From Waste to Resource: A Future For Plastic?

From Waste to Resource: A Future For Plastic?

Plastic waste is one of the biggest environmental concerns of our time, with millions of tons of plastic ending up in landfills and oceans every year. 

The lifecycle of plastic is cyclic, and not in the good way. The plastic we use and discard eventually makes its way back into our homes and bodies in the form of microplastics. Ending up in our drinking water and food supply. It's a sobering reality that underscores the need for innovative solutions to address plastic waste and its impact on the environment and human health.

What if we could turn this plastic waste into something useful?

As concern grows over the impact of plastic waste on our planet, the question of how we can reduce our reliance on this material has been on the forefront of many minds. Some scientists and regulators are exploring a promising solution: plastic roads.

What Are Plastic Roads?

Plastic Roads. The latest innovation in the ongoing fight against plastic waste.

But what exactly are they? In short, plastic roads are roads made from a mixture of recycled plastic materials and traditional asphalt. The process involves shredding hard-to-recycle plastic waste such as printer cartridges, and plastic bags, and then mixing them with hot bitumen to create a modified asphalt mix. This mixture is then used to lay the road surface.

The aim of plastic roads is to provide a solution to plastic waste and to build sustainable infrastructure by reutilizing plastic that is difficult to recycle in a cost-effective manner.

How is it going?

Pilot programs are currently underway in various states, including Missouri, Pennsylvania, Virginia, California, and Hawai'i, to test the durability and effectiveness of these plastic roads.

To name a few:

  • In Hawai'i, a stretch of road is currently being tested with a recycled polymer mixture that contains the equivalent of 150,000 water bottles.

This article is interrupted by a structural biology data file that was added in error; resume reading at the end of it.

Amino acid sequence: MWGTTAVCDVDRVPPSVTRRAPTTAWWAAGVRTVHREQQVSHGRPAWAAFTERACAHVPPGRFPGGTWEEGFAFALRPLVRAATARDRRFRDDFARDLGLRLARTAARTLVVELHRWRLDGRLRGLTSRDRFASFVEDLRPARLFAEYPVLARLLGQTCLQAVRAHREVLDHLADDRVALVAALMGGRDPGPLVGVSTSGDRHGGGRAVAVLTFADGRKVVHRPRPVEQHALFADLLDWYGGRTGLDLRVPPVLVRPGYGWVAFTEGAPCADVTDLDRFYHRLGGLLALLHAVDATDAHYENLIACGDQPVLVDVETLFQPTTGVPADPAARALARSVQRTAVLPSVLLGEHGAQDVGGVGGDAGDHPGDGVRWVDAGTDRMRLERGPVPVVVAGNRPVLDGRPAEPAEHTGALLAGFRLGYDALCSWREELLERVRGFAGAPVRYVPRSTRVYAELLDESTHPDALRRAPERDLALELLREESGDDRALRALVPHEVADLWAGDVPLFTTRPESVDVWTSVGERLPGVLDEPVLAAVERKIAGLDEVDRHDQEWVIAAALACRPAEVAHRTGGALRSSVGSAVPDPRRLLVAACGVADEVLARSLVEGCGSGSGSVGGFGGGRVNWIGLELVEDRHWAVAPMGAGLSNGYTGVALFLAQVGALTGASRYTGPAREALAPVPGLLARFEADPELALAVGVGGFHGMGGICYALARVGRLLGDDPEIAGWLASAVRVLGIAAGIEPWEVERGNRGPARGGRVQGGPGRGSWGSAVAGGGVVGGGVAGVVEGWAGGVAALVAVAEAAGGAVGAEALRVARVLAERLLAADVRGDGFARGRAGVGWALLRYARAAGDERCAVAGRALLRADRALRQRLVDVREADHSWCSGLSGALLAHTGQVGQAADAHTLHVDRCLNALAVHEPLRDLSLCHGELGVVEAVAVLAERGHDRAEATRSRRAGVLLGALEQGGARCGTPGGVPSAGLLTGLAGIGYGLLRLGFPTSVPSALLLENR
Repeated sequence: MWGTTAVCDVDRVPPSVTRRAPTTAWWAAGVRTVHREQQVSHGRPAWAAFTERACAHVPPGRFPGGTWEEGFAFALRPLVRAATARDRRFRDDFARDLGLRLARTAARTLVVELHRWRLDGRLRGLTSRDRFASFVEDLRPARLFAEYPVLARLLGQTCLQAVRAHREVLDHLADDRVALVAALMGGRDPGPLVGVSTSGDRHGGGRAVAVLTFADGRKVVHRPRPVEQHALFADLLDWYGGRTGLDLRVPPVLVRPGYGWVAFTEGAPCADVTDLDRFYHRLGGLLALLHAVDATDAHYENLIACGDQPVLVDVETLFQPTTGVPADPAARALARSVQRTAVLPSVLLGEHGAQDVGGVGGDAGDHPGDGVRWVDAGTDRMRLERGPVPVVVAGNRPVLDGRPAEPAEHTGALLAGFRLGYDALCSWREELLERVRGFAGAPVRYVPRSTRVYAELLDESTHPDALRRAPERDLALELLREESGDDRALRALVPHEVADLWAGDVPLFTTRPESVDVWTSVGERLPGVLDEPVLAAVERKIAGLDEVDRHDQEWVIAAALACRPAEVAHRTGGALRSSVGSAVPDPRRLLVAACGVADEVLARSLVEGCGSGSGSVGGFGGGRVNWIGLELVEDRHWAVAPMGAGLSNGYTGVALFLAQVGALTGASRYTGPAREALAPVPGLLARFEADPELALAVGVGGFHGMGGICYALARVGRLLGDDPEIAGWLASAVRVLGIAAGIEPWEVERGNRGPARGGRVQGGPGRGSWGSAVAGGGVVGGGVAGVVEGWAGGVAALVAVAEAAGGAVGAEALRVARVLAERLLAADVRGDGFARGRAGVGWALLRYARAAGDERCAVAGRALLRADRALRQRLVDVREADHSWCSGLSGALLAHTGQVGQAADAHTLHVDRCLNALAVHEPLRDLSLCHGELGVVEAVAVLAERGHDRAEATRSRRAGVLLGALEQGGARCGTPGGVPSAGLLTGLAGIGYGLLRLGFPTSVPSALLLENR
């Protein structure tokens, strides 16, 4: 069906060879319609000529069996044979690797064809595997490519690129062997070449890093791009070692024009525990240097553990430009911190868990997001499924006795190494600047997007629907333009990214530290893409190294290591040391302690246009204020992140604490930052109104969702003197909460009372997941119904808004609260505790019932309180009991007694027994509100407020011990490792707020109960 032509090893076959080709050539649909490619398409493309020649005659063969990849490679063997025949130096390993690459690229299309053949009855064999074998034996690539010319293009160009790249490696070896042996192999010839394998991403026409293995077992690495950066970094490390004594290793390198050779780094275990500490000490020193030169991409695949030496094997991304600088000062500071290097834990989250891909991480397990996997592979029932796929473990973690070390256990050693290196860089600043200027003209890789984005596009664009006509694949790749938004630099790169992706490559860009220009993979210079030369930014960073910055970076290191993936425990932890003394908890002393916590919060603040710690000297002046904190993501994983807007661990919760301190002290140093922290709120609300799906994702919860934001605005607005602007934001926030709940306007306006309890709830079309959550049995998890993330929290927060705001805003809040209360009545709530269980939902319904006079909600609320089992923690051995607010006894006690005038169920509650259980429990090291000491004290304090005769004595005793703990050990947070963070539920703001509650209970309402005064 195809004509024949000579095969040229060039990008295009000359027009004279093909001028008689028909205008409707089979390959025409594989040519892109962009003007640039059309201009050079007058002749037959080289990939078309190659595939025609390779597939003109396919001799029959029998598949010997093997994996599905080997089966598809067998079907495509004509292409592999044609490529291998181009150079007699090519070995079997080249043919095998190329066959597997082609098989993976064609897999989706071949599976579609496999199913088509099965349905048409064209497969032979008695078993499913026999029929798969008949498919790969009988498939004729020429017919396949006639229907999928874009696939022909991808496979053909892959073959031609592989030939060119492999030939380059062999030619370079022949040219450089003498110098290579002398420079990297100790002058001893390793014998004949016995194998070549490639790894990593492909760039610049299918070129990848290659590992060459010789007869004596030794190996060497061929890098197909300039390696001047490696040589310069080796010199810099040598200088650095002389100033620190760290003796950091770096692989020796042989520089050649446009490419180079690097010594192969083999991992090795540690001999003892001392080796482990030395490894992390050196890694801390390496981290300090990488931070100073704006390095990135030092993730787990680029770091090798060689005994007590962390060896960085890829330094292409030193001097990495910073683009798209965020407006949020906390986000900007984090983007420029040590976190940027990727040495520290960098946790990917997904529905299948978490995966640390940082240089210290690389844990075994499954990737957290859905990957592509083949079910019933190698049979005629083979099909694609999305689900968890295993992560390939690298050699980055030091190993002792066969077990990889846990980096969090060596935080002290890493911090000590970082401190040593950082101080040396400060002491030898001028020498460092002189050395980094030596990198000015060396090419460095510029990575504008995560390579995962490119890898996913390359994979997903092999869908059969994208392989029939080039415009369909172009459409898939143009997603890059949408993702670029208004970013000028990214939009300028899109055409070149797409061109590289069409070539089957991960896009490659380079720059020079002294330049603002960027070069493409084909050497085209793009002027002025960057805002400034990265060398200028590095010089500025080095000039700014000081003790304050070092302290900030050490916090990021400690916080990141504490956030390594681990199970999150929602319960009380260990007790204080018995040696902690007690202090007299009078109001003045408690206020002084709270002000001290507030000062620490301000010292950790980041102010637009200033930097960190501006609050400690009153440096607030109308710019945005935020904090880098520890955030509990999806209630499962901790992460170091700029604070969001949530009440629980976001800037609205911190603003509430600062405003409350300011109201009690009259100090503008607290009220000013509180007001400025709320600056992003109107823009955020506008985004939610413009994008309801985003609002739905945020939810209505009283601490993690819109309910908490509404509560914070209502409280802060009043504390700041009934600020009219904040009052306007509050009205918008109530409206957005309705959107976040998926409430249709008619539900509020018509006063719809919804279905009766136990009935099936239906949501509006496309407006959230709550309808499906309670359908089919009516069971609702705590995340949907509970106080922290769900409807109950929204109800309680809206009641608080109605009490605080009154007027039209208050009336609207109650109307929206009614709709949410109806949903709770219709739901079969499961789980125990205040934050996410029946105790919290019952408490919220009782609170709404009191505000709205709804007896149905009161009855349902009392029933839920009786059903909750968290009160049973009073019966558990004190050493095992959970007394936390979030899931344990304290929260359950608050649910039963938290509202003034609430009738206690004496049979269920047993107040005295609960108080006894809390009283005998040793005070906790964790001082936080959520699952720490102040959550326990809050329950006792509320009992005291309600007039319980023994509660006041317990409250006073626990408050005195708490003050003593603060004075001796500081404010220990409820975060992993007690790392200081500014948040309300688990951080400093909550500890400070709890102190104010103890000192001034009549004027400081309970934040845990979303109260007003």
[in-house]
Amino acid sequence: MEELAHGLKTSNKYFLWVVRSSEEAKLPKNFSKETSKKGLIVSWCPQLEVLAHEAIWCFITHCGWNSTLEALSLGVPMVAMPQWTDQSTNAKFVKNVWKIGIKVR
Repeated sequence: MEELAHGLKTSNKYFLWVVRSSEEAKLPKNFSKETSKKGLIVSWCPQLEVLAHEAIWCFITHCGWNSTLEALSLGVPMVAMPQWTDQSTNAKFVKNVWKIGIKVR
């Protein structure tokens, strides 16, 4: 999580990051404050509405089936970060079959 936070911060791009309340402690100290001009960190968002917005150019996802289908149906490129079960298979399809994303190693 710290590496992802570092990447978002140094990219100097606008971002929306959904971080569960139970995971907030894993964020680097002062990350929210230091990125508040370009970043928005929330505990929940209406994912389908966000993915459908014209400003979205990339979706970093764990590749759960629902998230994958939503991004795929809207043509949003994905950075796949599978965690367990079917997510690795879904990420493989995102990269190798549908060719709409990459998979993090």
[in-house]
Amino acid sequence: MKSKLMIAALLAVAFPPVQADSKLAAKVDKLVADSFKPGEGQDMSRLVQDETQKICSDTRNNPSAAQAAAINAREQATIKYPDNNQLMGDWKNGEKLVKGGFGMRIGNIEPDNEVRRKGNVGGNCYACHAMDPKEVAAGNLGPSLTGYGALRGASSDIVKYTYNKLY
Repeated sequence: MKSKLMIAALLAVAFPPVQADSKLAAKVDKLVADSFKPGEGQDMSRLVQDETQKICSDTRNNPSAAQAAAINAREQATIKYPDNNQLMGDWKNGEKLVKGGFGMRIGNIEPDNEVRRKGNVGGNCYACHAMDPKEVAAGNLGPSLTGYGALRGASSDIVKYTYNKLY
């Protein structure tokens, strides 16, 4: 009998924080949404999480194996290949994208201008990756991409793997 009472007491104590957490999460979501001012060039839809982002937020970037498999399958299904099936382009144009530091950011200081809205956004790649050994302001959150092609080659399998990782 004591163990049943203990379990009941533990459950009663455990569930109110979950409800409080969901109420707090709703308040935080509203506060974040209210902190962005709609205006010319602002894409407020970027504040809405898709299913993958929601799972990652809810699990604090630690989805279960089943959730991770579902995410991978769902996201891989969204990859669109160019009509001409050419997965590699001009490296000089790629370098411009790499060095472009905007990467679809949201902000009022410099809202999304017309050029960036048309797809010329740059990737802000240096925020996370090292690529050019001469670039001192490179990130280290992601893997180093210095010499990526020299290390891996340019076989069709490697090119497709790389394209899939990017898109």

• In Virginia, plastic is being tested in six different road stretches around Richmond.
  • Pennsylvania is testing two quarter-mile road stretches using a mixture that contains 150,000 plastic bags.


What are the risks?

How realistic is it to continue relying on plastic, given the many proven issues associated with it? As of this moment, I don't have the answer to this question. What we do know is that as a part of the pilot program, transportation regulators continue to monitor the performance and durability of the roads, while environmental regulators monitor for any potential contamination from microplastics.

All initial reports so far have shown positive results, with no evidence of microplastic pollutant runoffs and the road performing better than expected. Potentially providing a cost-effective solution to building roads and an earth friendly way to reduce the amount of plastic waste entering landfills and oceans.

Although plastic roads show promising results, it is still too early to predict all potential issues that may arise in the future. As with any innovation, time will tell.

Consider incorporating plastic-free everyday solutions into your lifestyle to make a positive impact on the environment.

Looking for more ways to reduce your plastic footprint? There are so many amazing plastic-free alternatives out there, such as toothpaste bits that are not only better for you than traditional toothpaste but comes in refillable eco-friendly glass or aluminum containers, and more plastic free alternatives coming on the market all the time. 

Toothpaste bits are just the beginning - there are so many exciting plastic-free alternatives out there! Have you tried shampoo bars, refillable cleaning products, or biodegradable phone cases? These are just a few examples of the many options available today. By choosing plastic-free alternatives, you're not only reducing waste, but also supporting companies that are committed to sustainability and innovation.

Let's make conscious choices together and create a better future for our planet!

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